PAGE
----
loader image

Post-Dry January Plans

Dry January is officially coming to a close – but what comes next? After a month of structure and boundaries around drinking, figuring out what you want the rest of your year to look like can be daunting. According to a study from the University of Sussex, about 80% of people who’d participated in Dry January felt more in control of their drinking habits afterward, and six months later, a majority of them had significantly scaled back their alcohol consumption. As inspiring as that is, navigating the days after Dry January on your own can still feel tricky. Here are our tips for transitioning from Dry January into the next eleven months of the year. 

First of all, give yourself a huge pat on the back. Any change in routine can be challenging (especially a month-long change) and you got through it! Whether you were just scaling back your regular alcohol consumption or you went completely dry, you deserve to celebrate that achievement. 

But don’t go popping any bottles just yet. One of the worst things you can do after a huge break from drinking is to rush back into it. Instead, allow yourself a moment to reflect on why you decided to try Dry January in the first place, and if there have been any noticeable changes in your life. Maybe you found that you slept better, or had more time for hobbies. It might be worth taking a longer break from drinking in order to keep those habits going.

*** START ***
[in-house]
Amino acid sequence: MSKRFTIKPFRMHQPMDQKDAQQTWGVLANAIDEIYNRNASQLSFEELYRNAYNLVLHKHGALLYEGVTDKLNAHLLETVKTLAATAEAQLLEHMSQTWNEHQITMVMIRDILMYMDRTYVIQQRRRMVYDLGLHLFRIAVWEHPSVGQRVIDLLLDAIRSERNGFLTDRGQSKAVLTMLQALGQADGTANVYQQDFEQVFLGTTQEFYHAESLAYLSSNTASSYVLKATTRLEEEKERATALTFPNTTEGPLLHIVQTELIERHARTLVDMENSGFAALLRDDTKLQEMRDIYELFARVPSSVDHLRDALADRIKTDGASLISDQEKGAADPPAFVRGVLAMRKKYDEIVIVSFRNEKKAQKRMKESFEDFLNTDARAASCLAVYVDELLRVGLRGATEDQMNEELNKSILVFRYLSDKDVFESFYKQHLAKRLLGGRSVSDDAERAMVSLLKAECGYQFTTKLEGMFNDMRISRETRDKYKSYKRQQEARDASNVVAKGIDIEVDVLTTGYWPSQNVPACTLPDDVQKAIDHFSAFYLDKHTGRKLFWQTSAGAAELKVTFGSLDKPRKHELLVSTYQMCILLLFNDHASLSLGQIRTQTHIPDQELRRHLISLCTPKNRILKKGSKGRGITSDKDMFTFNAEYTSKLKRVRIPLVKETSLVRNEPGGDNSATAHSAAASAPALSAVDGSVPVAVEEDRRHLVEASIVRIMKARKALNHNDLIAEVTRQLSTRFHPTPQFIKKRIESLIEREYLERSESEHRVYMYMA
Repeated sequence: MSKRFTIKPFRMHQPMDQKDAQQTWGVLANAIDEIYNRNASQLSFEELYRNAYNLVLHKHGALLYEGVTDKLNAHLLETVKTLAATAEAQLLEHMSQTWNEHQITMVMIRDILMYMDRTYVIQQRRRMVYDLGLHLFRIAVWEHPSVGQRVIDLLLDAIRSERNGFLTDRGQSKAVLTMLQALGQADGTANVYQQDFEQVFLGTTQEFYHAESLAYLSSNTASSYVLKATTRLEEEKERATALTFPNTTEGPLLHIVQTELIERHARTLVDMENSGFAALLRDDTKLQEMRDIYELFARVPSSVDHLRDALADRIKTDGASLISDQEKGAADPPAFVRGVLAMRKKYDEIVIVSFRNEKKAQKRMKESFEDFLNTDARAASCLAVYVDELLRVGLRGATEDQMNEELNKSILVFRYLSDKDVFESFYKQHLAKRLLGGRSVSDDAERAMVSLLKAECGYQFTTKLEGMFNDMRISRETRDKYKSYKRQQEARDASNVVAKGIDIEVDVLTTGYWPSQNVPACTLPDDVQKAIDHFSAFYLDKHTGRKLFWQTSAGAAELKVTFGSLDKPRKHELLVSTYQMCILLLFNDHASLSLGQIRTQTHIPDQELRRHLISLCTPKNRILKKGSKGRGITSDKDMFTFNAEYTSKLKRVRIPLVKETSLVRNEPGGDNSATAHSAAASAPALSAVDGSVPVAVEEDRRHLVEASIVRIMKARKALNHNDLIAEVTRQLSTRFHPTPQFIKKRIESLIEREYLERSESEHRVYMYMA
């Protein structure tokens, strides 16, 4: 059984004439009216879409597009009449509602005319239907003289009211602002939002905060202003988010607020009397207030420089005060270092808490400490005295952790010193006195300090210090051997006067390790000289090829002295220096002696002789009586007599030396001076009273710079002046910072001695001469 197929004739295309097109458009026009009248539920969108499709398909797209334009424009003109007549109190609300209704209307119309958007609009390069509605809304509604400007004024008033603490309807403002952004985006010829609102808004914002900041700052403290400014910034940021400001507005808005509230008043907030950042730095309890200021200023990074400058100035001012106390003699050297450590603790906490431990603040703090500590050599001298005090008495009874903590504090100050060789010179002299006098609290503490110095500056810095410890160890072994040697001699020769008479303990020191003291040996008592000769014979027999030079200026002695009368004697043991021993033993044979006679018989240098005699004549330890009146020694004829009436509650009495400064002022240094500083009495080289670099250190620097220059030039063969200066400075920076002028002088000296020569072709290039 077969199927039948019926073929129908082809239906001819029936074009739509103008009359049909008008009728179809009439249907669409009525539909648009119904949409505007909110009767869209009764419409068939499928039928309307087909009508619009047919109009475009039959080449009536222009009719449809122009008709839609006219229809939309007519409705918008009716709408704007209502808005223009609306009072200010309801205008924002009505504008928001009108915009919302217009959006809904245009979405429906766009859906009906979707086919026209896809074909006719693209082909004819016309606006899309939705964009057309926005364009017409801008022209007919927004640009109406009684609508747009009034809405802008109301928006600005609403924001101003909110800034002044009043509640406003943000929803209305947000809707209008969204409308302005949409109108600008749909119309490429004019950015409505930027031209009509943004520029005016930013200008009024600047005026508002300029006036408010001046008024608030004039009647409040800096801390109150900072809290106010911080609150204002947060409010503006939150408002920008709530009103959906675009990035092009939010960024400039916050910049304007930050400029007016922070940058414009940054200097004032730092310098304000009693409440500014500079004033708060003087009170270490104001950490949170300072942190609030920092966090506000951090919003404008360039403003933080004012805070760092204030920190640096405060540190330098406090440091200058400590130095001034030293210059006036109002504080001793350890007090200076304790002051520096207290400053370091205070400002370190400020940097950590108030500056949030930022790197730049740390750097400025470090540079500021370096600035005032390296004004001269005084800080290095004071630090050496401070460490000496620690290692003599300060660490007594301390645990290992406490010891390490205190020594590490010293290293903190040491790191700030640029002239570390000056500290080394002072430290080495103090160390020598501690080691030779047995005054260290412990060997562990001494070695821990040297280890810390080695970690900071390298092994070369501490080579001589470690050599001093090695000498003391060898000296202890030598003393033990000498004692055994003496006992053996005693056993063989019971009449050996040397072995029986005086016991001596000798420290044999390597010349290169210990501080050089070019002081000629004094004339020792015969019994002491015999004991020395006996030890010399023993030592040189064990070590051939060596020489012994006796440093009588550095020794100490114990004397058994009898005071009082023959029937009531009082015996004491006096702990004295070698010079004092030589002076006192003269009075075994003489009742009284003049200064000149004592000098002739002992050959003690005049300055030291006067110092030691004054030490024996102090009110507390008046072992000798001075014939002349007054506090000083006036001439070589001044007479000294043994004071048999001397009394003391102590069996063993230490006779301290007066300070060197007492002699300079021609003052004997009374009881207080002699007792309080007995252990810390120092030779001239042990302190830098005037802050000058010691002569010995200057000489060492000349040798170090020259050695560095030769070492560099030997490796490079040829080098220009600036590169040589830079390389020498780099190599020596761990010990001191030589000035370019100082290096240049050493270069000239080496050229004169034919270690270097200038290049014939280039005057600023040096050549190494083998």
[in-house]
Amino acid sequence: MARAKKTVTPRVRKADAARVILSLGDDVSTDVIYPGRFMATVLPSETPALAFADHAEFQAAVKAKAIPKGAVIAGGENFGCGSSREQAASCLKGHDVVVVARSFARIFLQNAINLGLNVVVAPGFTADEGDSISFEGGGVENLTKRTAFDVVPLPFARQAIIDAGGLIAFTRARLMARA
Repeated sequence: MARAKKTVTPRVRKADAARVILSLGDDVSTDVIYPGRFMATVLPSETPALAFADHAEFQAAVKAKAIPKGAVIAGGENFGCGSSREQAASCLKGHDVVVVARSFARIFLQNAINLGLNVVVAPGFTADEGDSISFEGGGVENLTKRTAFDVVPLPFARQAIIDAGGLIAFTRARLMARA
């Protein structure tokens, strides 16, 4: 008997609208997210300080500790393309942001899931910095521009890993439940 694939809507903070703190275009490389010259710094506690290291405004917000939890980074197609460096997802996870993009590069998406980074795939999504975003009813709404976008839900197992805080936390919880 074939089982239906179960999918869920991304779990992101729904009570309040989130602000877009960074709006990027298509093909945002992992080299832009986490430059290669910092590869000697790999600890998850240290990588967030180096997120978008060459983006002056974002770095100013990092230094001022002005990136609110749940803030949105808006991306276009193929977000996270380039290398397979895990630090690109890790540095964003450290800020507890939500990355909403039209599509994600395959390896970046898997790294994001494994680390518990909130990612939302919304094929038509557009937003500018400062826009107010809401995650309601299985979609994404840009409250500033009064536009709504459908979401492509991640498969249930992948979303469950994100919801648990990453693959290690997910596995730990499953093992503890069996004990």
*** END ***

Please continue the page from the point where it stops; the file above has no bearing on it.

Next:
This is also a great time to examine what role alcohol plays in your life. Think about why you chose to try Dry January in the first place, and if the factors that led you to cut back on drinking a month ago are still present in your life. There’s nothing wrong with enjoying a drink, but if you find yourself turning to alcohol out of stress or boredom, that can be a red flag. Give yourself some time to explore the intent behind your drinking habits, and pinpoint what you’re really looking to get from your alcohol consumption. 

If you love the social aspect of grabbing a drink with friends, try to come up with other activities you could try to give you that same feeling of closeness. If you find yourself drinking to ease anxiety, look into alternate methods of relaxation such as meditation. If having a drink is something you do out of habit, look into how you can mix things up. This is a great opportunity to explore new things that you might not have considered before. 

Remember that there’s no rush to get back into drinking. You don’t have to break your new habit immediately just because Dry January is over. If you find that sobriety is benefiting you, then there’s no reason not to keep it up and see where it leads you. Even if you do return to drinking eventually, consider setting a few boundaries that are in line with what you’ve learned about yourself. Maybe you’ll stick to drinking only on weekends, or alternate your cocktails with mocktails depending on your mood. Keep in mind that there aren’t any true rules or limits here. It’s all about assessing your personal needs, and setting goals with your own happiness and comfort in mind.